- Behavioural modification
- Drug therapies
- Parental involvement
Antidepressants such as Fluoxetine affect the activity of the neurotransmitter serotonin and are used to treat high functioning autistic people. It reduces repetitive behaviours and anxiety-type symptoms.
Stimulants such as Ritalin reduce hyperactivity and improve focus of autistic patients.
Antipsychotics such as Haloperidol and Risperidone have been used to treat the stereotypical movements and fidgetiness in autistic patients. It reduces social withdrawal, aggression/self-absuive behaviours and repetitive movements. There are, however, serious side effects such as 1/3 patients develop dyskinesia (involuntary body movements).
Fenfluramine lowers levels of serotonin which has shown improvement in thought processes but has had no effect on language or cognitive ability.
Key study – McCracken et al (2002)
Aim – to compare the effectiveness of risperidone as a treatment for behavioural disturbances in young people with autism.
Method – a multi-side, double blind trial, using 101 children aged between 5 and 17 years, 82 boys and 19 girls. Children were randomly assigned to receive either Risperidone or a placebo. For 8wks participants in the Risperidone condition received doses varying between 0.5 and 3.5mg per day. Before and after treatment, all the children were assessed on an irritability scale and an improvement scale.
Results – 56.9% reduction in irritability score for risperidone condition and 14.1% reduction for placebo condition. On improvement scale, 69% of the treatment group were ‘much improved’ or ‘very much improved’ as opposed to 12% of placebo group. After 6mnths 2/3 of those who showed positive responses to the drug continued to show beneficial effects.
Conclusion – Risperidone is effective in reducing tantrums, aggression and self-injurious behaviour in young autistic people.
- There is some evidence of improvement in behaviour and thought processes
- Can reduce social awareness, stereotyped motor behaviour and aggression
- Can provide relief from specific symptoms which can relieve the stress on carers
- Drugs aren’t a cure for autism
- Potentially serious side effects (many drugs haven’t been tested on children)
- Needs to be combined with other interventions
- No drug reduces enough of the symptoms to be used long term
- Many children don’t respond to the drug, no effect on their symptoms
Parents involved in therapeutic programmes at home, not just relying on a therapist
Parents can help the children to apply the behaviours they’ve learnt to a wide range of everyday conflicts.
Treatment was a programme of warm acceptance and reinforcement and an extreme version was ‘holding therapy’ where the child was forced to have close, physical contact with the mother. Parents have to reinforce adaptive behaviour (behaviour that helps the child fit into the environment) whilst avoiding reinforcement for undesirable behaviour.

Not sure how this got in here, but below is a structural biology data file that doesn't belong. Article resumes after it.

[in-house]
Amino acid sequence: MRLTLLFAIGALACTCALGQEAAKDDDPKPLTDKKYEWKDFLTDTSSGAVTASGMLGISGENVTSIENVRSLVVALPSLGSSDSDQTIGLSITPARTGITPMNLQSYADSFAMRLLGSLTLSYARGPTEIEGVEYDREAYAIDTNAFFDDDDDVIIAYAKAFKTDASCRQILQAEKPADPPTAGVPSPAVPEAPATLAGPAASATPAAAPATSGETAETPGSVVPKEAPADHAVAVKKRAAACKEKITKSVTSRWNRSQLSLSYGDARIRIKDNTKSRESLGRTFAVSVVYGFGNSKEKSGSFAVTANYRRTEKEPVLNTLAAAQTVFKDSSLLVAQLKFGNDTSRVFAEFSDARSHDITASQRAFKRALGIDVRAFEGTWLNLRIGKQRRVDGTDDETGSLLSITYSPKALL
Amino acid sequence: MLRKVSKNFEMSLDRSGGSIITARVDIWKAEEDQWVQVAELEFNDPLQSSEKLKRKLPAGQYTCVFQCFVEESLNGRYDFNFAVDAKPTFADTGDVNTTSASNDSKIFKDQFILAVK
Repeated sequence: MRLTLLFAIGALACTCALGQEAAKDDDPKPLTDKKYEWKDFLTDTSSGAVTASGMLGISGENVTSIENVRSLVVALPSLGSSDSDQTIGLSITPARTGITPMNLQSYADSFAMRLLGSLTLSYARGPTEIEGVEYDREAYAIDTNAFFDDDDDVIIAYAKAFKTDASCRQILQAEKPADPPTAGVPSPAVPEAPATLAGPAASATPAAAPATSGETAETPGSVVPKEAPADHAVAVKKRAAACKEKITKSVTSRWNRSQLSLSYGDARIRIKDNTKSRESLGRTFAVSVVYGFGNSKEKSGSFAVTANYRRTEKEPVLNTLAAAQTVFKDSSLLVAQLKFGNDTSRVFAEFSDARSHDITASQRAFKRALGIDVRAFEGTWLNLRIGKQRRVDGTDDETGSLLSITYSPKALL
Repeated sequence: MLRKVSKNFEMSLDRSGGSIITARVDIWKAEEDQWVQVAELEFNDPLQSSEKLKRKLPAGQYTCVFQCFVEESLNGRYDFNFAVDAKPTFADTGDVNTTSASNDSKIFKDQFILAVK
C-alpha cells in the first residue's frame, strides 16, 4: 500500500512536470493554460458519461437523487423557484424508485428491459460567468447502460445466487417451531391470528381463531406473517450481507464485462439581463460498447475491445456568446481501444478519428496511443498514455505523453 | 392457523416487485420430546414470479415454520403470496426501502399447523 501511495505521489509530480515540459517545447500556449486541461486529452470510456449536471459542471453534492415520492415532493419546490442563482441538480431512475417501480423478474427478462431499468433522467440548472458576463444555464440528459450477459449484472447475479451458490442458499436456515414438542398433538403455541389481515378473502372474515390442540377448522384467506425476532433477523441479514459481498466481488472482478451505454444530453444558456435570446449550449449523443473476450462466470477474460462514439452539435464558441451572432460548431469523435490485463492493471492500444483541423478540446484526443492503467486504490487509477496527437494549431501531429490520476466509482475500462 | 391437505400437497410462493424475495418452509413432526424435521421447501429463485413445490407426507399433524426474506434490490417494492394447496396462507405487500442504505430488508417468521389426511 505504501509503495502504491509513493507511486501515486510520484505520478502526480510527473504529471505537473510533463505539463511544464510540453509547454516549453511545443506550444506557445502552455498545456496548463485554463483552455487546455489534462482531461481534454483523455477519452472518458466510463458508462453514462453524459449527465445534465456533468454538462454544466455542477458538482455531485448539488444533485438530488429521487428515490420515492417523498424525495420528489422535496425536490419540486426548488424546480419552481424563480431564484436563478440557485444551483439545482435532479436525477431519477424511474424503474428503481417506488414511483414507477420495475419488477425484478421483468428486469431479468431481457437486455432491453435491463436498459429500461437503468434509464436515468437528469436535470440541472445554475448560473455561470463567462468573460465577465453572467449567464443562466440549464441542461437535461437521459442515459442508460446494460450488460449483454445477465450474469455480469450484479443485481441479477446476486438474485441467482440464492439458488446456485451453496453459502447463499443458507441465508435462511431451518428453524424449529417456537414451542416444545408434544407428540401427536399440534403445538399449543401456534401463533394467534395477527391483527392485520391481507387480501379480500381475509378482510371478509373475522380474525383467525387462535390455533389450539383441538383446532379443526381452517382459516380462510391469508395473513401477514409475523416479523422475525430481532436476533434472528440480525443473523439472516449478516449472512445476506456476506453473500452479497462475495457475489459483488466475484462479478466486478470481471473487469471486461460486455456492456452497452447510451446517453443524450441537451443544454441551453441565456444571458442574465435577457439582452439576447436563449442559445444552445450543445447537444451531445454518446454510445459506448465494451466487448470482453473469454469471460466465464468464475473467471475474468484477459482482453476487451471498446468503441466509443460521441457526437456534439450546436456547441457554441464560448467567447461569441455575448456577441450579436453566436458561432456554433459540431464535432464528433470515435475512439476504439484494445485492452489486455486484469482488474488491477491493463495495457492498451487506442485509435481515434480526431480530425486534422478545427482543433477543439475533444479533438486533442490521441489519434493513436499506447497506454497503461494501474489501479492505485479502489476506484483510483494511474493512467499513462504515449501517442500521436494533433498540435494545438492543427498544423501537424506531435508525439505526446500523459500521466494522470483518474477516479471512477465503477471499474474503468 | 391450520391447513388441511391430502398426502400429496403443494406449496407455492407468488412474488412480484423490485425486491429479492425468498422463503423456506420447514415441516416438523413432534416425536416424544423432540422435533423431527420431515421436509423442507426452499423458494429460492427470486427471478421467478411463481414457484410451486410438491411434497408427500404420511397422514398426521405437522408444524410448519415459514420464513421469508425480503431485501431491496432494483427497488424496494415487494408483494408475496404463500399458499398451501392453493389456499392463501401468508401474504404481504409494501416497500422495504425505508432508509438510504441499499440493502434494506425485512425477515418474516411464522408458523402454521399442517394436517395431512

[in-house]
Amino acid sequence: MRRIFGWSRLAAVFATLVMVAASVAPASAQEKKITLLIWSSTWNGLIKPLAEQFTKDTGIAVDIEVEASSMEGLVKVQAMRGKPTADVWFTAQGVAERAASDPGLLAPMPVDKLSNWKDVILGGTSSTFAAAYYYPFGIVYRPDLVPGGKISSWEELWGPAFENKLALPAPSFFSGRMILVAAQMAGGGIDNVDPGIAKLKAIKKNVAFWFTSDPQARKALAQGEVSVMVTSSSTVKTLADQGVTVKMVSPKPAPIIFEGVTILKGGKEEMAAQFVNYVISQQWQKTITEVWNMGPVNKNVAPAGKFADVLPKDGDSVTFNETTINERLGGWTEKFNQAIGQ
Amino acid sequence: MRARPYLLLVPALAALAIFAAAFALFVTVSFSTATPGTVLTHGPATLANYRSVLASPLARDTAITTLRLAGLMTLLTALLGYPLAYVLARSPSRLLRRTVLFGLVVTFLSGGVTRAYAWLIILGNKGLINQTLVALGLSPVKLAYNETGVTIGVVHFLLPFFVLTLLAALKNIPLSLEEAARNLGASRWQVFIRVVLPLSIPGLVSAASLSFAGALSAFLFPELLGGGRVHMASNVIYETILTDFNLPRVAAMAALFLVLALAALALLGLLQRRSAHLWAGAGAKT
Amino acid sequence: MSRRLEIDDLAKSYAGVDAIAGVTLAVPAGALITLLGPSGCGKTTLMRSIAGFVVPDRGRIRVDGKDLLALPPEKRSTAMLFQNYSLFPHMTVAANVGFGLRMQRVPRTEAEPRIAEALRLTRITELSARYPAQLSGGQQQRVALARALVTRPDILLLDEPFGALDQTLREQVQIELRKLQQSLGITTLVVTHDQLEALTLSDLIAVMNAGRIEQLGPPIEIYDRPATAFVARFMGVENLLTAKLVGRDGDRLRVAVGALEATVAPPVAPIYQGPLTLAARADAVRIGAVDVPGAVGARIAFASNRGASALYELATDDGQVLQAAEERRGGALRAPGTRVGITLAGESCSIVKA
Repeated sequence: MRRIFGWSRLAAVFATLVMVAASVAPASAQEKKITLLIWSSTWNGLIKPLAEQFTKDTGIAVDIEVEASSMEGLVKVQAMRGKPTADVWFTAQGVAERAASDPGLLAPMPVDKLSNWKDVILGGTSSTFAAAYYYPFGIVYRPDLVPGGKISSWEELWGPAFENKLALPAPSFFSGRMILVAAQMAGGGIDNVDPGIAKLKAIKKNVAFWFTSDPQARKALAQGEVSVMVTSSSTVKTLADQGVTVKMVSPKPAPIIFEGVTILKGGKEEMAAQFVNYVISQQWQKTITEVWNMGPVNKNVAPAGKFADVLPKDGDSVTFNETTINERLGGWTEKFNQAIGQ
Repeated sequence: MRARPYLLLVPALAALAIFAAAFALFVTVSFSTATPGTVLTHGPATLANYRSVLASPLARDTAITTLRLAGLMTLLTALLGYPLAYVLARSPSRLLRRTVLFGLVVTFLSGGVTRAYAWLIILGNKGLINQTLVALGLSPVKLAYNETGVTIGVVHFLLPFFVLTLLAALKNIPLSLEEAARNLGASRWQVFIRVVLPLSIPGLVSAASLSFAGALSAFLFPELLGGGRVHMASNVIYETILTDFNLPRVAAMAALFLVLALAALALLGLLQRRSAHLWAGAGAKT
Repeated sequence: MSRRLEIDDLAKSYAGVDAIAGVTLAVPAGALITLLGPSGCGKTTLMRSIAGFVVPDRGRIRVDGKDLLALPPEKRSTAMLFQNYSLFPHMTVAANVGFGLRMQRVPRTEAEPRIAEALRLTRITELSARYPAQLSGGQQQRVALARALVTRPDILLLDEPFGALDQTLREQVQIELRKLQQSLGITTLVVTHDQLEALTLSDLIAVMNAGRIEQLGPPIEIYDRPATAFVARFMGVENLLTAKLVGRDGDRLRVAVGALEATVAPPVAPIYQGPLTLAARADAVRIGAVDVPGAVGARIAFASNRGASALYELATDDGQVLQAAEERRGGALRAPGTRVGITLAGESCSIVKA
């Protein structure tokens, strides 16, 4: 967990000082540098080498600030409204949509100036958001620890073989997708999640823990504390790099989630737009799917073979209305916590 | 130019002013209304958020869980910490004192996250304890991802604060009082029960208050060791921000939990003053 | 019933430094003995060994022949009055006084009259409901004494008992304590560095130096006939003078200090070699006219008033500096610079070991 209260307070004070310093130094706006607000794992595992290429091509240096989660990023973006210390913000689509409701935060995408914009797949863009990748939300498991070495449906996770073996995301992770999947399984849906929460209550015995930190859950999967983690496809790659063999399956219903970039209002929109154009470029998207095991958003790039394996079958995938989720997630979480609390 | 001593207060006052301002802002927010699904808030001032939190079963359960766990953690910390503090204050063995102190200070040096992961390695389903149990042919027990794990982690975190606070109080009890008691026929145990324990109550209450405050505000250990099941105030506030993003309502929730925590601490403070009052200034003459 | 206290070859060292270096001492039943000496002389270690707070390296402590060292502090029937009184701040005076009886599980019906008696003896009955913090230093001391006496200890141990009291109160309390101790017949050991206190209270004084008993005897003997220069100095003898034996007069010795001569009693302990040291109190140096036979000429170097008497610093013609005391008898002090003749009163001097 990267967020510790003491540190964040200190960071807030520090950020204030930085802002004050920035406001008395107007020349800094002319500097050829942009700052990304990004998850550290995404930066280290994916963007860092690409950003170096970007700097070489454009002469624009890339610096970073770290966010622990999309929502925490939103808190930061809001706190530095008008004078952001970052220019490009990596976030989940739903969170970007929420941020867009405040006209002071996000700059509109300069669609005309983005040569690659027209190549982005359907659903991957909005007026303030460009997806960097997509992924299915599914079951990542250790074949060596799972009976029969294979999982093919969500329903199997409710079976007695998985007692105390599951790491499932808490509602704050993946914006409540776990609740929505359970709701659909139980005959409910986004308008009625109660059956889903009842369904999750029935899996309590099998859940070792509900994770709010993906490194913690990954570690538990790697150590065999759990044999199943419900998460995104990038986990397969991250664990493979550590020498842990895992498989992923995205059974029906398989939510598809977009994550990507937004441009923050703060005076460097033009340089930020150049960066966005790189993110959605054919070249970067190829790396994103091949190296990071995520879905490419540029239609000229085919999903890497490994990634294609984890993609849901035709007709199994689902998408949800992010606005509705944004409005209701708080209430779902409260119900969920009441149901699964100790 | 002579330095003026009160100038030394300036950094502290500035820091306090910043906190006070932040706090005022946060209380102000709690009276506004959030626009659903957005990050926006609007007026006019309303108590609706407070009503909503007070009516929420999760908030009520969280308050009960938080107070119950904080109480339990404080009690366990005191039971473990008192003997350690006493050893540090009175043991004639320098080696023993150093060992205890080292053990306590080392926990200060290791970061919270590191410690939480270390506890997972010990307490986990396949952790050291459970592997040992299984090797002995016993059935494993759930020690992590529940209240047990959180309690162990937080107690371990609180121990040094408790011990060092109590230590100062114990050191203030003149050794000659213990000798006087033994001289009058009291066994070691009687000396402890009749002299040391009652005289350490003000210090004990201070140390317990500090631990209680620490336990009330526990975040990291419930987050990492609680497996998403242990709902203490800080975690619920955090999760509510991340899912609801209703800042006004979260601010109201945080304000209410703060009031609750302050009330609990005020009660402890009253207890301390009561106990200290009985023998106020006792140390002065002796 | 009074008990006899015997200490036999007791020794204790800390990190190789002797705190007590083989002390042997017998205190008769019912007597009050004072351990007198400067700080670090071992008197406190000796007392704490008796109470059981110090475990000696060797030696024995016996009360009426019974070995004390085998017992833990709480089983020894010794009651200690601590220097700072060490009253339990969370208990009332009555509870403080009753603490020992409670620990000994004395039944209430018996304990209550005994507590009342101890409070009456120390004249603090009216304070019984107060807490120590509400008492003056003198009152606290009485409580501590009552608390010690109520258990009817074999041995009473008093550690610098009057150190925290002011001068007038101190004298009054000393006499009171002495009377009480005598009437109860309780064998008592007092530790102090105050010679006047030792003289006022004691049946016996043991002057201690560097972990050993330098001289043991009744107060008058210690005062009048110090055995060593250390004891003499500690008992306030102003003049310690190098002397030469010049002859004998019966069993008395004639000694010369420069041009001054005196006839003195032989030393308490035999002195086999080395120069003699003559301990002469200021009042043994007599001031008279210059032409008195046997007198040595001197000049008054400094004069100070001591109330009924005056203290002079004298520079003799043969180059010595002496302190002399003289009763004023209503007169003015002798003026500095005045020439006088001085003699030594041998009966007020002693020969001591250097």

Koegel et al (1982) demonstrated that 30 hours of parent training was as effective as 200 hours of clinical treatment in improving behaviour
Koegel et al (1996) found that most benefit derived when parents concentrated on improving their autistic child’s general motivation and responsiveness rather than targeting specific problem areas
Lovaas believed that one of the key elements of ABA therapy was the involvement of parents.
- Puts a lot of pressure on families
- Some can’t be treated at home and need a professional therapist
- Stress for carers as training takes up a lot of time, money and effort
Involves the use of reward for appropriate behaviour and is based on operant conditioning.
ABA (applied behavioural analysis) uses reinforcement to improve selected behaviours, using the principles of SLT (modelling and positive reinforcement) to improve certain behaviours
DTT (discrete trial training) is when skills are broken down to their basic components and repeated one-to-one lessons are taught. Each trial consists of 3 parts:
- Antecedent – requesting the child to perform a task e.g. choose a crayon
- Behaviour – response from child e.g. they pick a green crayon
- Consequence – a reaction from the therapist plus reinforcement e.g. well done, lets draw a picture
Lovaas technique – language development therapy (same principle as DTT – positively reinforced specifically for language development).
Key study – Lovaas (1987)
Aim – to investigate the effectiveness of intensive behavioural therapy
Method – 19 patients, younger than 46mnths, received intensive behavioural therapy for at least 40 hours a week for 2yrs. The therapy was on a one-to-one basis. There were 2 control groups: one were the non-intensive group and only received 10 hours of one-to-one therapy each weelk and the other group received no therapy. Each child given a task and their response resulted in a reinforcement or punishment. IQ and level of functioning at school was measured.
Results – 47% of treatment group achieved normal intellectual functioning and a further 40% attained the mildly retarded level. Following treatment, most children joined mainstream school. When children were discharged to their parents, they continued to improve. Those who remained in institution tended to regress.
Conclusion – a large proportion of the autistic children were ‘transformed into normal children’.
- Therapy provided at home wasn’t observed and this could have been a confounding variable, as they could have had different approaches to therapy
- The study compared different intensities of the same therapy rather than comparing different treatments
- Such intensive behaviour therapy is expensive and not available to all children
- Unethical because it involves control and manipulation
- Progress is slow and behaviour often regresses once treatment stops
- Studies are small so lack generalisability